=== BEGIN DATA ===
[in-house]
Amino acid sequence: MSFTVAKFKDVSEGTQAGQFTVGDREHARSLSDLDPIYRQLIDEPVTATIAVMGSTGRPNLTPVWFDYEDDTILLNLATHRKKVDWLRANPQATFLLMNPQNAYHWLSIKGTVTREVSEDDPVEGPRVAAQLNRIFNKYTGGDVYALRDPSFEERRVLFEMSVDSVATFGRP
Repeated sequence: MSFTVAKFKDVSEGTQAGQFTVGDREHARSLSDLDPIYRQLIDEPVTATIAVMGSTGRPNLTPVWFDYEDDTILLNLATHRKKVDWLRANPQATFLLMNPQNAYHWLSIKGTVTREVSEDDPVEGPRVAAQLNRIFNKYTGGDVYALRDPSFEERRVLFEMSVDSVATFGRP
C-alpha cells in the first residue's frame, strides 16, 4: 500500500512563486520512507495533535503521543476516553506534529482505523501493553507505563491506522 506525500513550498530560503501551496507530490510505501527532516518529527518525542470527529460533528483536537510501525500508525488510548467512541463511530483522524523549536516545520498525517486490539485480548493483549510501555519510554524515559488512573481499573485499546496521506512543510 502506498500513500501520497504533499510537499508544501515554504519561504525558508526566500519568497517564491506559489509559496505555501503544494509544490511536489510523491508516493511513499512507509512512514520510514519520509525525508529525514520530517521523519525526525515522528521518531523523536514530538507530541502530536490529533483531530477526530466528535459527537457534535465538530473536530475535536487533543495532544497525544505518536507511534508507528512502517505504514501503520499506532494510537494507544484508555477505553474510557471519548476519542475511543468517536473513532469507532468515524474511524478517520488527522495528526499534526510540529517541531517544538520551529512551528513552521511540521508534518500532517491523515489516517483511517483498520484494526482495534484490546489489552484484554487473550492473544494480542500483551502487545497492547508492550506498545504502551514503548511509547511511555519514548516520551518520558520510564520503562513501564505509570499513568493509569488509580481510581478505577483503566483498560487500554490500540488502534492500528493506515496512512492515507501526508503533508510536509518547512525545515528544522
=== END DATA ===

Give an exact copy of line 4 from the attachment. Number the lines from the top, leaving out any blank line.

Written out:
C-alpha cells in the first residue's frame, strides 16, 4: 500500500512563486520512507495533535503521543476516553506534529482505523501493553507505563491506522 506525500513550498530560503501551496507530490510505501527532516518529527518525542470527529460533528483536537510501525500508525488510548467512541463511530483522524523549536516545520498525517486490539485480548493483549510501555519510554524515559488512573481499573485499546496521506512543510 502506498500513500501520497504533499510537499508544501515554504519561504525558508526566500519568497517564491506559489509559496505555501503544494509544490511536489510523491508516493511513499512507509512512514520510514519520509525525508529525514520530517521523519525526525515522528521518531523523536514530538507530541502530536490529533483531530477526530466528535459527537457534535465538530473536530475535536487533543495532544497525544505518536507511534508507528512502517505504514501503520499506532494510537494507544484508555477505553474510557471519548476519542475511543468517536473513532469507532468515524474511524478517520488527522495528526499534526510540529517541531517544538520551529512551528513552521511540521508534518500532517491523515489516517483511517483498520484494526482495534484490546489489552484484554487473550492473544494480542500483551502487545497492547508492550506498545504502551514503548511509547511511555519514548516520551518520558520510564520503562513501564505509570499513568493509569488509580481510581478505577483503566483498560487500554490500540488502534492500528493506515496512512492515507501526508503533508510536509518547512525545515528544522